Bullying-and-Wrongful-death2

Bullying And Wrongful Death Lawsuits

Bullying And Wrongful Death Lawsuits

The issue of bullying has become increasingly complex and scary, particularly in the cyber world and for children. More and more parents are forced to seek legal counsel to help remedy injustices experienced by their children. Recently, a mother in Florida decided to sue the bullies who tormented her daughter to the point where she chose to take her own life.

Cases such as these have resulted in families receiving compensation and other forms of retribution for their lost. These assets have proven invaluable in helping to pay for funeral costs and the emotional pain endured. At the same time, the legal system is complicated and certainty for justice can be elusive is cases involving bullying.

Below are a few factors that make “bullying” wrongful death lawsuits a unique challenge:

They Lack Precedence

Though bullying has become a buzzword in the media, it is still a relatively new concept for the legal system to handle. In fact, in past generations in the United States, bullying was interpreted as part of the maturation process that young people learned to endure.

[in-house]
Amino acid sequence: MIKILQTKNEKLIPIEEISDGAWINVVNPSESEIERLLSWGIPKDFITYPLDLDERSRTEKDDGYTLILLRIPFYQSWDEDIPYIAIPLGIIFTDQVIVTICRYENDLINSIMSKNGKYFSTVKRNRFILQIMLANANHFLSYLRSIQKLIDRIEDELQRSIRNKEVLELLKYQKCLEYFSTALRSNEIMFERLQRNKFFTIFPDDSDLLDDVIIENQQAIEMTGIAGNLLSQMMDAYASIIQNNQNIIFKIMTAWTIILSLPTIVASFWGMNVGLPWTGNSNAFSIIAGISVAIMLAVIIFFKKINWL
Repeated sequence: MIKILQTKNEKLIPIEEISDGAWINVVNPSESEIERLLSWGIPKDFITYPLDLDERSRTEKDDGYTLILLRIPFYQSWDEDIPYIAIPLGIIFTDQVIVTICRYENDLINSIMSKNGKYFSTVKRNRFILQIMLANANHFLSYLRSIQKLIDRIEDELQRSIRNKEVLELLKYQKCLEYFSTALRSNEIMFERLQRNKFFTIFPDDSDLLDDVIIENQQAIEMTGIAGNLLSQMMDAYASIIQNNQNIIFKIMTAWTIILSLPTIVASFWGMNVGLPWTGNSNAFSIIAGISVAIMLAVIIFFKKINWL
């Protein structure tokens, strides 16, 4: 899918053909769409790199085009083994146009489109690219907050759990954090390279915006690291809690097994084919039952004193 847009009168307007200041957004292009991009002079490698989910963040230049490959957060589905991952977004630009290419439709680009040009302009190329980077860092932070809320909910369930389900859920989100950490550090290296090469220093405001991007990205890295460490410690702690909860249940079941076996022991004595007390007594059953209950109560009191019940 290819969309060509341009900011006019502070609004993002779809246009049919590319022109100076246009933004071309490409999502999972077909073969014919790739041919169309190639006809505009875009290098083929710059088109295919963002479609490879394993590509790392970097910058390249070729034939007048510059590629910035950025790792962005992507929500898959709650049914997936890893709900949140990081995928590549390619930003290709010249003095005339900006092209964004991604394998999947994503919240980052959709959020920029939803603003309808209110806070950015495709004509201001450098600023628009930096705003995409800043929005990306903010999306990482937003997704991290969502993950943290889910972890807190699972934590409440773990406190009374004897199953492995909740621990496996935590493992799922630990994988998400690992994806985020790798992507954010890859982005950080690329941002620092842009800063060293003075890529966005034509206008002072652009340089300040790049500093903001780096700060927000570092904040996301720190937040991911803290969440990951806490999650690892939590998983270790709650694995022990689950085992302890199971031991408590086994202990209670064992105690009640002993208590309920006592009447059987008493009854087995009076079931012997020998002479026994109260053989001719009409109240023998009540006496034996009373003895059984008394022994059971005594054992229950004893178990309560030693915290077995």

Legality Issues

Even though a wrongful death suit may succeed despite the absence of a crime, it is more difficult to prove culpability when the parties responsible acted in a legal manner, therefore undermining arguments contending negligence.

Minors Have Protection Under the Law

Although parents and families can be held legally responsible for the actions of their children, it maybe quite difficult to persuade a jury that young people are significant threats and/or that their parents somehow could have precluded their behavior in question.

Direct Culpability

The most challenging and important component of a wrongful death case is to illustrate a substantive connection between one party’s behavior and the other party’s death. Typically, it can be challenging to demonstrate that a child chose to take his or her own life directly because of the behavior of a bully. Moreover, the courtroom procedure will involve sensitive inquiries into the victim’s mental state and the parenting capacities of their mother and father.

Though cases such as these will continue to challenge the boundaries and nature of the legal system, your child should not be forced to endure such potentially devastating behavior. If your child is being abused, bullied or harassed in or outside of school, seek professional guidance from a counselor. If you feel you have a legal case, contact a qualified attorney to determine your next steps.

By:

Connie Chadwick

Attorney, BPR# 33237
Schell & Davies, LLC

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